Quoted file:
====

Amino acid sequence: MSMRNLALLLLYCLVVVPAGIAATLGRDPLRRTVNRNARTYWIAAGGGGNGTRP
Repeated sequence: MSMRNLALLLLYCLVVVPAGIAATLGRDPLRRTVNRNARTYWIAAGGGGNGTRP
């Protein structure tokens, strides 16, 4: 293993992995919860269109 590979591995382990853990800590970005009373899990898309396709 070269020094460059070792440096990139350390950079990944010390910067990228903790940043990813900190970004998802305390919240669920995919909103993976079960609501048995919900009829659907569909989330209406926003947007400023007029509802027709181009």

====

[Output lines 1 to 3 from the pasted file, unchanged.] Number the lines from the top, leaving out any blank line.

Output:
Amino acid sequence: MSMRNLALLLLYCLVVVPAGIAATLGRDPLRRTVNRNARTYWIAAGGGGNGTRP
Repeated sequence: MSMRNLALLLLYCLVVVPAGIAATLGRDPLRRTVNRNARTYWIAAGGGGNGTRP
């Protein structure tokens, strides 16, 4: 293993992995919860269109 590979591995382990853990800590970005009373899990898309396709 070269020094460059070792440096990139350390950079990944010390910067990228903790940043990813900190970004998802305390919240669920995919909103993976079960609501048995919900009829659907569909989330209406926003947007400023007029509802027709181009």